Mike Disfarmer himself was a portrait photographer who grew up in Arkansas, taking pictures for 25 cents each. He was a loner and probably had some psychological problems: he believed he had been delivered, by tornado, to his parents door, while the tornado took away the real child. For the last year of his life, it appears, he lived on nothing but ice cream and beer.
When he died (in 1959), his estate was sold for five dollars. It included 3000 photographs. As it happened, the man who bought his estate was a photography buff and kept the glass negatives. In 1974, the Arkansas Sun asked people to send in some old family portraits. The man who had purchased Disfarmer's work send in a few photos. As it happened (once again) the newspaper editor was a photography buff, and noticed something about the photos. He bought all the negatives and printed them every week for a year.
The editor showed some of the photos to Julia Scully, editor of Modern Photography. She liked them enough to put together a book of the photos. The book got good reviews, Disfarmer's reputation started growing, and now (to condense the story) his prints sell for between $10,000 and $30,000 each.
There is a current genre of work known as vernacular photography, which, in essence, takes photographs taken as snapshots by amateurs and elevates them to art, by virtue of the fact that they capture, either deliberately or inadvertently, something essential about a time and place. Disfarmer's work is slightly different: he was a professional, taking portraits. Like the found photographs of vernacular photography, his photos were discovered almost by chance, but in many ways they say more about him then about his subjects.
Some critics refer to his photos as precursors of Diane Arbus, because of the alienated feel of the photos. The reason for that alienation is clear. Disfarmer barely greeted the people paying his 25 cents per photo. He just told them to stare at the camera and not move. He used old equipment, partly because he lacked money to by more modern equipment, partly out of obsessive compulsion. But he was a very skilled technician with that equipment. What resulted was photographs that reflected his own alienation in the faces of his subjects.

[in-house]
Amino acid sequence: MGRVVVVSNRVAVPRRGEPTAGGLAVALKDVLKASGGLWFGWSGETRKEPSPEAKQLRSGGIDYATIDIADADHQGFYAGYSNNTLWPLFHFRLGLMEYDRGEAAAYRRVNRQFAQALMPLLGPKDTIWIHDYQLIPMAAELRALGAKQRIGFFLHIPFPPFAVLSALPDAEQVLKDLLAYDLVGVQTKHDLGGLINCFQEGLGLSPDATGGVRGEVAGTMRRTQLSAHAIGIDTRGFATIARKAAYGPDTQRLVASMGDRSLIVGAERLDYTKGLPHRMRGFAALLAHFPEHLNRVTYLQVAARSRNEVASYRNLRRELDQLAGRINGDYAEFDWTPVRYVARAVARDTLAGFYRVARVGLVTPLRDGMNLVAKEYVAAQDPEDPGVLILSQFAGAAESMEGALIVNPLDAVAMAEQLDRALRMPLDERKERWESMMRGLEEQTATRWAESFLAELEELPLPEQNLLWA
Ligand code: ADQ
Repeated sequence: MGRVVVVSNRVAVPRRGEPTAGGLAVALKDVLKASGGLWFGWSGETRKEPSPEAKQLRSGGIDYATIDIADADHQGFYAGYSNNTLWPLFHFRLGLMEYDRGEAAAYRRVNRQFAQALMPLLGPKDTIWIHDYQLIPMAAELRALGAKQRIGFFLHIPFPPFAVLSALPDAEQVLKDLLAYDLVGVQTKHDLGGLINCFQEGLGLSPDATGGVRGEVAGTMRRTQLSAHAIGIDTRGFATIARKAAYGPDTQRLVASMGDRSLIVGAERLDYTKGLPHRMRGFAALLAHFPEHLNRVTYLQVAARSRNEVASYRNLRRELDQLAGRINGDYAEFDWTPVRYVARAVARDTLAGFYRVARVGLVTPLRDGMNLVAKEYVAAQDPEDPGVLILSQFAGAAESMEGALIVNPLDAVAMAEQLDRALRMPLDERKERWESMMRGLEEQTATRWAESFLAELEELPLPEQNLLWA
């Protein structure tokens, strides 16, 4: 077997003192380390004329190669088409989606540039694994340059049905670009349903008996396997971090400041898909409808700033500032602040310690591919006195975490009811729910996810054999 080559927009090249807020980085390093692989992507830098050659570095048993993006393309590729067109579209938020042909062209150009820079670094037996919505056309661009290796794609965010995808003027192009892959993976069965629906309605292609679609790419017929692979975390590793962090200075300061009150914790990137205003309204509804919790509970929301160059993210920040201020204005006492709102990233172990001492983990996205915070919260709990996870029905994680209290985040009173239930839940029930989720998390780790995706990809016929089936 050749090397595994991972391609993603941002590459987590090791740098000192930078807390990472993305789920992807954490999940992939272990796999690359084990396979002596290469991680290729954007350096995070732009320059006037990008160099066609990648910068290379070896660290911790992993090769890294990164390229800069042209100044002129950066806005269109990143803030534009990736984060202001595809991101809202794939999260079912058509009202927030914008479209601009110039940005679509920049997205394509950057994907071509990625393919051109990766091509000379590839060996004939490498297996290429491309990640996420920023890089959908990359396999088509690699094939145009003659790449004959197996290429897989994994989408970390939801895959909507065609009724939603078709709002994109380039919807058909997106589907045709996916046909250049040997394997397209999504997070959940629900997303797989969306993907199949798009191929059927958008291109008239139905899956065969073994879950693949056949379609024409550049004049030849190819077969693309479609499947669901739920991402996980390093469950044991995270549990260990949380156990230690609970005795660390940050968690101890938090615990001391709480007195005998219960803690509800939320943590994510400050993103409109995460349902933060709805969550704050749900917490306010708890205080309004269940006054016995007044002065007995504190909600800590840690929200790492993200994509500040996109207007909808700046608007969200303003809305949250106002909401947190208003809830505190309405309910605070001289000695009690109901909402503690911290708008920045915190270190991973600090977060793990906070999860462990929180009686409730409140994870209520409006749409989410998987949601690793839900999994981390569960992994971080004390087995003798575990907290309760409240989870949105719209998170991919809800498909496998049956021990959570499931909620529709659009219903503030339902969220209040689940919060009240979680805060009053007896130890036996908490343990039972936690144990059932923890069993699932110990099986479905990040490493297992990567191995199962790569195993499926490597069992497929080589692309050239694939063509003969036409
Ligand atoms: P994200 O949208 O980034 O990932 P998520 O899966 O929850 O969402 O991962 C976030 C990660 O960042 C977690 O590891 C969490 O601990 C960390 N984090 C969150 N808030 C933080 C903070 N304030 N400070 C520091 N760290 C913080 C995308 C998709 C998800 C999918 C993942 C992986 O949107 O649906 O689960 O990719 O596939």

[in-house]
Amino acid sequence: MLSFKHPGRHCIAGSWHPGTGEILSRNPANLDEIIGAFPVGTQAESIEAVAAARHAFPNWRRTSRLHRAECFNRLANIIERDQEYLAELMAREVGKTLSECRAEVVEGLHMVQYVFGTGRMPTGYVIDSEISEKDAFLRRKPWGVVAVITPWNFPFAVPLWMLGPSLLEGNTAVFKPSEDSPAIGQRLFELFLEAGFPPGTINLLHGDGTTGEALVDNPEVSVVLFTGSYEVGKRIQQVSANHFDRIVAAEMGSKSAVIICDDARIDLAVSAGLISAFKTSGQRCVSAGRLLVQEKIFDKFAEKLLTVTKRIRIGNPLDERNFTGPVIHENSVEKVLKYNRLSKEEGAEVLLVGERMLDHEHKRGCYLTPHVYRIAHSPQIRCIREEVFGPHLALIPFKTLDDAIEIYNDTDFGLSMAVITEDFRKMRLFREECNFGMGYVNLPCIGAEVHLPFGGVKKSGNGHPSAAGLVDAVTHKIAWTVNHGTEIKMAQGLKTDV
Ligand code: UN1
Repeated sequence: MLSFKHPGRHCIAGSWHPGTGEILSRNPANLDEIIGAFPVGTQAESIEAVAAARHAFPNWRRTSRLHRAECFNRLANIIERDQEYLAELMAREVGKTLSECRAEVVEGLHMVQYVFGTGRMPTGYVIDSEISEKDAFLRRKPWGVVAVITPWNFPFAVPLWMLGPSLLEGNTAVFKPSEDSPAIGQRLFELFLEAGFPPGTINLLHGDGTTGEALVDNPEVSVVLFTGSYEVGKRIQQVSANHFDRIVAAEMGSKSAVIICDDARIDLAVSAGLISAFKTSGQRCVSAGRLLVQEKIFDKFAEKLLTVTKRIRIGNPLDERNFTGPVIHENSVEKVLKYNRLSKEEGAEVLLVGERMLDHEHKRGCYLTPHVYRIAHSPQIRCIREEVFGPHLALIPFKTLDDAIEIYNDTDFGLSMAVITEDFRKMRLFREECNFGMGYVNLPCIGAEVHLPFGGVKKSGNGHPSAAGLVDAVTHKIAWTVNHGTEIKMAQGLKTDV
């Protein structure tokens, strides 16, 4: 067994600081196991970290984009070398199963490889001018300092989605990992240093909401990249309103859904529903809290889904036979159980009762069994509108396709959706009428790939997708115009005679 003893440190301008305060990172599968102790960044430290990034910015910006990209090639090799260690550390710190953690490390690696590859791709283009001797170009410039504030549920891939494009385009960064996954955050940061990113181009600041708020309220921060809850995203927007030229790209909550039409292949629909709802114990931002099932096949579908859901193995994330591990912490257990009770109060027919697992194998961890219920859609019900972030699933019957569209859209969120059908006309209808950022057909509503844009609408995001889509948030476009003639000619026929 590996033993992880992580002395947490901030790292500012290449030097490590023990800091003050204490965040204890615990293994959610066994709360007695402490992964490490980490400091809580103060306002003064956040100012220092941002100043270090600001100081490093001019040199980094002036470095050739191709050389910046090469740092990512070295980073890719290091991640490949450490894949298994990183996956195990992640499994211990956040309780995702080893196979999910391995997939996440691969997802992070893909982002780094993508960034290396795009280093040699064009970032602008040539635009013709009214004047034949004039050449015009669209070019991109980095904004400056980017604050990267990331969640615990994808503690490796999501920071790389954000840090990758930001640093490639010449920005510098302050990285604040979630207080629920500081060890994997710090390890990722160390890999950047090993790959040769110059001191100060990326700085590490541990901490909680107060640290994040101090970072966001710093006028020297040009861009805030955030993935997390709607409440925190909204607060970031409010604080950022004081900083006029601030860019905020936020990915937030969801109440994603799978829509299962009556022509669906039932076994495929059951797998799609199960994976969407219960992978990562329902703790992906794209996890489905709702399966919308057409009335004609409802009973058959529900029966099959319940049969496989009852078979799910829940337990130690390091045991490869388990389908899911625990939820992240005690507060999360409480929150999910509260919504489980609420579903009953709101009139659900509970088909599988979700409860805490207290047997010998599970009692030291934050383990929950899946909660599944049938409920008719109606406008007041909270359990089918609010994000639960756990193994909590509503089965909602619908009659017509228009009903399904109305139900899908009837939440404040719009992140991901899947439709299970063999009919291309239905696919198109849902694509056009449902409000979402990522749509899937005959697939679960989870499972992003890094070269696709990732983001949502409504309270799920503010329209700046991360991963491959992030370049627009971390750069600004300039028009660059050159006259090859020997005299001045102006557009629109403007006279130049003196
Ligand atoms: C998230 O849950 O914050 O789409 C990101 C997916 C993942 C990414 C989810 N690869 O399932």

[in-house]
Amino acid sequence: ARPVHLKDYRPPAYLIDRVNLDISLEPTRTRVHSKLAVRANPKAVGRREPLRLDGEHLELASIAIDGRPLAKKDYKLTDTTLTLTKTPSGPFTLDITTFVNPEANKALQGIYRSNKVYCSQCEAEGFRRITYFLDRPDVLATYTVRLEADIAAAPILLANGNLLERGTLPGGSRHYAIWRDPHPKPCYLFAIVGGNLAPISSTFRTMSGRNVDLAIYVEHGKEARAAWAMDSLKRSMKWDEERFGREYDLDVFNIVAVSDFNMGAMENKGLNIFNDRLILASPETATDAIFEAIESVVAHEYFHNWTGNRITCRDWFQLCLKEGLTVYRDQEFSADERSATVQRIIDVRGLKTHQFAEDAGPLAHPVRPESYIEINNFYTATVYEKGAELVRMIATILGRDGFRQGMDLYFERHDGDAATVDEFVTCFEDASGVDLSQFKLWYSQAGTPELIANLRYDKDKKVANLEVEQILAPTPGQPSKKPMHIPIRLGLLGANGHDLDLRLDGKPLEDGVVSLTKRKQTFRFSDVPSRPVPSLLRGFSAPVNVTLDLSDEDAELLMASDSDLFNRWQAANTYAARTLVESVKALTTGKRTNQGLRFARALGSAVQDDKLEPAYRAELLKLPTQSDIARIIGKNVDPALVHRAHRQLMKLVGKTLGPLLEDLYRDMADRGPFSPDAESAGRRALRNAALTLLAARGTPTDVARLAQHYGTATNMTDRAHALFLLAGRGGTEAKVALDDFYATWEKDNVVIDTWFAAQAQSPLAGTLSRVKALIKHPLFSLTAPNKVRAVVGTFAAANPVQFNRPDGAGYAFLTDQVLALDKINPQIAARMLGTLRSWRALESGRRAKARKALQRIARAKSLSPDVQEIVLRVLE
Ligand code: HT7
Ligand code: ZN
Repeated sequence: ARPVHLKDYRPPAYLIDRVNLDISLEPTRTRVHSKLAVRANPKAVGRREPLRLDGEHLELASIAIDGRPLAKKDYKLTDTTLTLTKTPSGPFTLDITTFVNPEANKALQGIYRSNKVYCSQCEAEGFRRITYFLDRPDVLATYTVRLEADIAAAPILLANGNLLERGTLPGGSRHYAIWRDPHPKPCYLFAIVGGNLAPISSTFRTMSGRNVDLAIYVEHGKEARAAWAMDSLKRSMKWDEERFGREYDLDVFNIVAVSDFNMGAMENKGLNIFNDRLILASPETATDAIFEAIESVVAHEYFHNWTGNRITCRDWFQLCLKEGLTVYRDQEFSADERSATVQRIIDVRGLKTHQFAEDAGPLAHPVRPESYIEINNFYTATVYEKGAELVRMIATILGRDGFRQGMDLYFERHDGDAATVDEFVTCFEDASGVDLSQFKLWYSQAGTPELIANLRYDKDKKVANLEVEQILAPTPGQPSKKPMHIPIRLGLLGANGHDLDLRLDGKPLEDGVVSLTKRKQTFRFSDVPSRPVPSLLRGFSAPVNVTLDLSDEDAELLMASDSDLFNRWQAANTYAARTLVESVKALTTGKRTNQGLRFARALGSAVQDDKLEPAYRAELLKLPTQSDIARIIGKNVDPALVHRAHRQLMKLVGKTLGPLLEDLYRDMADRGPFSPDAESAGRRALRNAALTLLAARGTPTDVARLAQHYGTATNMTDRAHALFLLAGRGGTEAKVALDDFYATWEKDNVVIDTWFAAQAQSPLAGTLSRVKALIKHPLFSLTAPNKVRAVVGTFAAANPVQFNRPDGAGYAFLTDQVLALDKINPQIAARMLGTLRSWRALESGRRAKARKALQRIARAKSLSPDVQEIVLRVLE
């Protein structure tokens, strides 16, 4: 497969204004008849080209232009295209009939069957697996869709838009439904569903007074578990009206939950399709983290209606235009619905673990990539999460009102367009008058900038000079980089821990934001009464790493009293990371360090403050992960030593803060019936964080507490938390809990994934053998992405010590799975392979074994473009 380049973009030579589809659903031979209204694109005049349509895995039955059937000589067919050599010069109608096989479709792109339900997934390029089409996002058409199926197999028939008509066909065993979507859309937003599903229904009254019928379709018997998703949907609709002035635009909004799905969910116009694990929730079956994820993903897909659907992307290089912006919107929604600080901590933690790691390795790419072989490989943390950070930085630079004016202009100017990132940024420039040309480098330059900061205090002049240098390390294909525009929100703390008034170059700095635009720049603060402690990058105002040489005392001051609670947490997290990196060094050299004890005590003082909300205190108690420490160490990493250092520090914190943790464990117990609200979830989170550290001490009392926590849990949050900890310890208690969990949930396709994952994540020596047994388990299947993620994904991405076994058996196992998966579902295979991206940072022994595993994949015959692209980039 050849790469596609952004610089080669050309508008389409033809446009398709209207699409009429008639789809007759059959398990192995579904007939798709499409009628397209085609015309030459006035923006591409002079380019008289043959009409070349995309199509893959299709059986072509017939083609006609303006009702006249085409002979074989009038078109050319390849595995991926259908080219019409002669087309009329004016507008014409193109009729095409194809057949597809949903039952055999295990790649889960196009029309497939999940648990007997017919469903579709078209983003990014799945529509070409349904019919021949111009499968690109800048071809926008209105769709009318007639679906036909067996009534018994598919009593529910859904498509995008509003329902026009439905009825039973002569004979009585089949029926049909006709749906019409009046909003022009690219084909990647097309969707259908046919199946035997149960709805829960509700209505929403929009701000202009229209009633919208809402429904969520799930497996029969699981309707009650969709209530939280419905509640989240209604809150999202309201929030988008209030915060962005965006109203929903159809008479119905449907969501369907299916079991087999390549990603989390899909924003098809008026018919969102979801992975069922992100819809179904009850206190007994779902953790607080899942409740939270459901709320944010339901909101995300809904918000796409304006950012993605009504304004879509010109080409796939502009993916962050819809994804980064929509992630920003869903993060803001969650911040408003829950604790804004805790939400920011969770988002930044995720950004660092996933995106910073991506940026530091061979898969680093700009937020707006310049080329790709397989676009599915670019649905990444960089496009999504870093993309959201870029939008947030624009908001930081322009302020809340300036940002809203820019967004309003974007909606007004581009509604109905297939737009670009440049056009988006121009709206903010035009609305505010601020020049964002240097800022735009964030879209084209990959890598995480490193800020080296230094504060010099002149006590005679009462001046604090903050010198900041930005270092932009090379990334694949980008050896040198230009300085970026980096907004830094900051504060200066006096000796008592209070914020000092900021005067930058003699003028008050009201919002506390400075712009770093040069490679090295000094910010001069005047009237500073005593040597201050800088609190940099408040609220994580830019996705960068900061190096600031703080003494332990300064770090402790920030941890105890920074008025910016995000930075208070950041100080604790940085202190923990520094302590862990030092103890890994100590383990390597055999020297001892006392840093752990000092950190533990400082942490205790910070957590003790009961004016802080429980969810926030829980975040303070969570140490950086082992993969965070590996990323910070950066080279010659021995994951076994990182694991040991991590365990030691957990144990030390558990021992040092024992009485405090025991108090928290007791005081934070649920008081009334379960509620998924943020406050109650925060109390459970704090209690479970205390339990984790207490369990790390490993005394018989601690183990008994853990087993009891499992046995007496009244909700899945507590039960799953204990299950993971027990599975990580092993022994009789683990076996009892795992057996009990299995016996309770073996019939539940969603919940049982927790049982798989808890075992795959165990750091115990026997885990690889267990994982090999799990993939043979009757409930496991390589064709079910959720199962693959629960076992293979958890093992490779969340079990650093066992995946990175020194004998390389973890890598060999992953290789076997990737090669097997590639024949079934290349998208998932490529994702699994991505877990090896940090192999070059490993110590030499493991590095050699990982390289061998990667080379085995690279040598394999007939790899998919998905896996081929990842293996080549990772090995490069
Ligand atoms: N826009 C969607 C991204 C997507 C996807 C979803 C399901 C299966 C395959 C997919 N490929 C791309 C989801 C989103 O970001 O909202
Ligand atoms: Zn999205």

Does that make Disfarmer a great photographer? Arbus deliberately chose her subjects and was trying to make a statement with her work. Disfarmer was making portraits as best he knew, just for the sake of making the portraits. He was not trying to speak to alienation. His subjects might have been happier with somewhat less disturbing photographs, though people did seek him out, partly because of his oddity. Does mental illness plus technical skill mean art?
I don't know. The play never really addresses that. The play itself is more a portrait of isolation. Disfarmer gets smaller day by day, diminishing into nothing. In the notes, it says the production deliberately tried to add nothing to Disfarmer's biography, just showing him as he was. Which is did, and the technical skill of the puppet makers and puppet performers was impressive. But I did have to wonder, was there anything that the piece said in the end, besides that there are people out there that are a little crazy and a little lonely.
What fascinates me is the randomness of Disfarmer's success (if the classic story of an artist recognized well after his death can be called success). Disfarmer's photos happened to end up in the right hands, who, by promoting his work, have managed to make a great deal of money themselves. What does that say about the nature of what we consider great art? I am an amateur photographer myself, and so often go to photography exhibits. At times, I look at a photo and I am very impressed. But at times, I am baffled. At times, I think, I have taken snapshots no better and thrown them away. Should I, instead, have blown them up to half the size of the room and hung them on the wall? Am I missing something about the photo that others see? Or is the acting of blowing it up and putting it on the wall enough to convince most anyone that it, in fact, deserves to be on that wall. And how many Disfarmers are there in the world, whose work can be taken and displayed, if only anyone thought to take them and display them?
I am reminded of the book the Drunkards Walk, which I blogged about some while ago. It talks about how success and failure in the arts can all be looked at through the lens of probability, that the best indicator of success is not talent but persistence. Disfarmer rolled the dice poorly during his life. But after he died someone kept rolling and hit the jackpot.